A Chat with JAY KRISTOFF!

7:00:00 AM



Hello hello everyone! If you've been around my blog and Twitter in the last few weeks, you'll know just exactly how much a little book called Nevernight has totally and utterly destroyed me. As one does, I took to the interwebs to express my emotional despair to the one and only creator of this world and the characters within. I got to chatting with Mister Kristoff himself and reached out to him for an interview. He kindly obliged, huzzah! Yeah. I just said "huzzah"...

Nonetheless, below you will find my questions in black and Jay's answers in blood red, of course!

Huge thanks to Jay for taking the time to chat with me about his book.

You can find my review here, and find Nevernight for preorder on Amazon, The Book Depository, and add it to your TBR on Goodreads.

Nevernight is released into the world on August 9th.


·     The mythology and world building of Nevernight is so deeply fleshed out and intricately detailed, the world within the book feels so familiar and yet is wholly unique. What influenced you the most when creating the world Mia lives in, and how long did it take you to really lay out the foundation of this universe? What this book has made me think of most similarly are video games such as Assassin's Creed, Dishonored, Bioshock Infinite, and Skyrim; yet the imagery and mythology, everything down to the social hierarchy is still so unique.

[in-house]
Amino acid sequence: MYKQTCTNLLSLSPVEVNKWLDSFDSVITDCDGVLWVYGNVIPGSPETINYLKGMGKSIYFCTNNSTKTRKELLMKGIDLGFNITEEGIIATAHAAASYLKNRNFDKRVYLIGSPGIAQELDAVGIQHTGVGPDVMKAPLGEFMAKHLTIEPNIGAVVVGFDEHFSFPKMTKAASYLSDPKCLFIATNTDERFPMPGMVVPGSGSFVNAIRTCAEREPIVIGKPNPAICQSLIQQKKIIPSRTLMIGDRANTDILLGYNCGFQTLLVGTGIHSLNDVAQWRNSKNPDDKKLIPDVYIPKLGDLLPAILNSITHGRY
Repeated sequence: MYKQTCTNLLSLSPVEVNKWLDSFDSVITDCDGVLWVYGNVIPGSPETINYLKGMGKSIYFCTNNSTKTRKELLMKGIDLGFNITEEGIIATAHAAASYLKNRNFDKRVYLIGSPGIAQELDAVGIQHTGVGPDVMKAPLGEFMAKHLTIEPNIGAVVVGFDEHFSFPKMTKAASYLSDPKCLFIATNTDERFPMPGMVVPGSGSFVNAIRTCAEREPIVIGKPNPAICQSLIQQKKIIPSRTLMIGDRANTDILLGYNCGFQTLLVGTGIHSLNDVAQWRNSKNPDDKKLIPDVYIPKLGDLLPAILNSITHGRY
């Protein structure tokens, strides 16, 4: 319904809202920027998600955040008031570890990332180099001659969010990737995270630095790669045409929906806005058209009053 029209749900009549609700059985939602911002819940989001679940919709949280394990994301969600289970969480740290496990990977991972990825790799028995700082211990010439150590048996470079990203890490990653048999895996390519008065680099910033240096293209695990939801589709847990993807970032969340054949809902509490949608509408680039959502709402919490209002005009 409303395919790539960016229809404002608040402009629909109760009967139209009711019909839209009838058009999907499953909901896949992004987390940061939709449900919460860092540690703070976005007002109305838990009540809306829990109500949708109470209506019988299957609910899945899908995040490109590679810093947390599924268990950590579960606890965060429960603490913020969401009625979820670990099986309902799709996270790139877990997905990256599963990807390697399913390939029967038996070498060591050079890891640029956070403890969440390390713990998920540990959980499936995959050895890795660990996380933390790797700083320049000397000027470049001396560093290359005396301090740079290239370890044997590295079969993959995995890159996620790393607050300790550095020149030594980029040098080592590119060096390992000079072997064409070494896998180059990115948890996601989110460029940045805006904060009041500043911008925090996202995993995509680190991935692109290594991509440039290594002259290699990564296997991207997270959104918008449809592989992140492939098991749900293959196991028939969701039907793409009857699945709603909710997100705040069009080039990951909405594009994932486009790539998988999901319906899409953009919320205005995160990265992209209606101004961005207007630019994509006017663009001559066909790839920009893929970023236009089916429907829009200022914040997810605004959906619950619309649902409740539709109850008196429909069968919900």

If you look to the heart of them, most great SciFi/Fantasy worlds have one key difference that defines them above all others. A Song of Ice and Fire has a weather cycle where summer and winter last for years at a time, Dune has the Spice Melange, Name of the Wind has Sympathy. In Nevernight, the key difference is the day night cycle, which sees around two and half years of daylight followed by a couple of weeks of nighttime. That one difference influenced everything in the world—religion particularly, but also the economics, politics, and day to day (or turn to turn) life of the average citizen.

It took me around two years to really get the world right. I’ve been writing Nevernight on and off since 2012.

·    The Great Twitter Genre Debate of July 2016 has certainly branded Nevernight as a wholly unique book. Pubbed by an Adult imprint with a 16 year old main character and certainly full of mature themes, Nevernight is quite daring in some circles and can almost be branded as a pioneer to the literary world. What is your stance on what constitutes a YA book, and is there something you want your readers (of all ages) to take away from this debate?

It’s a good question, with a pretty long and complicated answer. YA means a lot of different things to a lot of different people, but in truth, there is only two common elements across any YA book you can find out there:

  •     The MC is a teenager.
  •     The publisher says it’s a YA book.